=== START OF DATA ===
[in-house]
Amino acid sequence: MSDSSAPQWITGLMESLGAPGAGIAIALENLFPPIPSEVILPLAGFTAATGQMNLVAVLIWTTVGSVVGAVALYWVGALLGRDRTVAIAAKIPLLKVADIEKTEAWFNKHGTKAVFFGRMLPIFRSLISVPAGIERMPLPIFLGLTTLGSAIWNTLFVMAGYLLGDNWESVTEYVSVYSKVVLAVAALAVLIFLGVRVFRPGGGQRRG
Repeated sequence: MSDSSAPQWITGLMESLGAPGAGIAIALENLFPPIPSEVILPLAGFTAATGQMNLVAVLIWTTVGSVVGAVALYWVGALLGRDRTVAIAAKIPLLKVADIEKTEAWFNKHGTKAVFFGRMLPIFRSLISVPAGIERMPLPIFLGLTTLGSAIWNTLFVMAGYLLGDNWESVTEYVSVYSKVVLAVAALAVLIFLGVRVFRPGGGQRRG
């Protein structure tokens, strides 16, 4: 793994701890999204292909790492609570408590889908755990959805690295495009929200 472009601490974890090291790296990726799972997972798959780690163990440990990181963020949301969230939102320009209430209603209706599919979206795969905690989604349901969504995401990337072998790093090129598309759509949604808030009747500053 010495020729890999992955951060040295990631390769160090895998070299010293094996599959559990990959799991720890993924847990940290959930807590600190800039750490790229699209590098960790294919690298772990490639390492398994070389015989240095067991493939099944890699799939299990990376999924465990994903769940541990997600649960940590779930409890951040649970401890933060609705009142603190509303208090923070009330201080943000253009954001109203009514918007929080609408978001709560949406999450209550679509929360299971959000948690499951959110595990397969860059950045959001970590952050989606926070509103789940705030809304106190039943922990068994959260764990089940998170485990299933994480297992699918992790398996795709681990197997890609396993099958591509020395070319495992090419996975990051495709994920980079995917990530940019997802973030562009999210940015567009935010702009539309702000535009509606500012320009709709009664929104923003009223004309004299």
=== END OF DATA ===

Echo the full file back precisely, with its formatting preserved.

[in-house]
Amino acid sequence: MSDSSAPQWITGLMESLGAPGAGIAIALENLFPPIPSEVILPLAGFTAATGQMNLVAVLIWTTVGSVVGAVALYWVGALLGRDRTVAIAAKIPLLKVADIEKTEAWFNKHGTKAVFFGRMLPIFRSLISVPAGIERMPLPIFLGLTTLGSAIWNTLFVMAGYLLGDNWESVTEYVSVYSKVVLAVAALAVLIFLGVRVFRPGGGQRRG
Repeated sequence: MSDSSAPQWITGLMESLGAPGAGIAIALENLFPPIPSEVILPLAGFTAATGQMNLVAVLIWTTVGSVVGAVALYWVGALLGRDRTVAIAAKIPLLKVADIEKTEAWFNKHGTKAVFFGRMLPIFRSLISVPAGIERMPLPIFLGLTTLGSAIWNTLFVMAGYLLGDNWESVTEYVSVYSKVVLAVAALAVLIFLGVRVFRPGGGQRRG
């Protein structure tokens, strides 16, 4: 793994701890999204292909790492609570408590889908755990959805690295495009929200 472009601490974890090291790296990726799972997972798959780690163990440990990181963020949301969230939102320009209430209603209706599919979206795969905690989604349901969504995401990337072998790093090129598309759509949604808030009747500053 010495020729890999992955951060040295990631390769160090895998070299010293094996599959559990990959799991720890993924847990940290959930807590600190800039750490790229699209590098960790294919690298772990490639390492398994070389015989240095067991493939099944890699799939299990990376999924465990994903769940541990997600649960940590779930409890951040649970401890933060609705009142603190509303208090923070009330201080943000253009954001109203009514918007929080609408978001709560949406999450209550679509929360299971959000948690499951959110595990397969860059950045959001970590952050989606926070509103789940705030809304106190039943922990068994959260764990089940998170485990299933994480297992699918992790398996795709681990197997890609396993099958591509020395070319495992090419996975990051495709994920980079995917990530940019997802973030562009999210940015567009935010702009539309702000535009509606500012320009709709009664929104923003009223004309004299």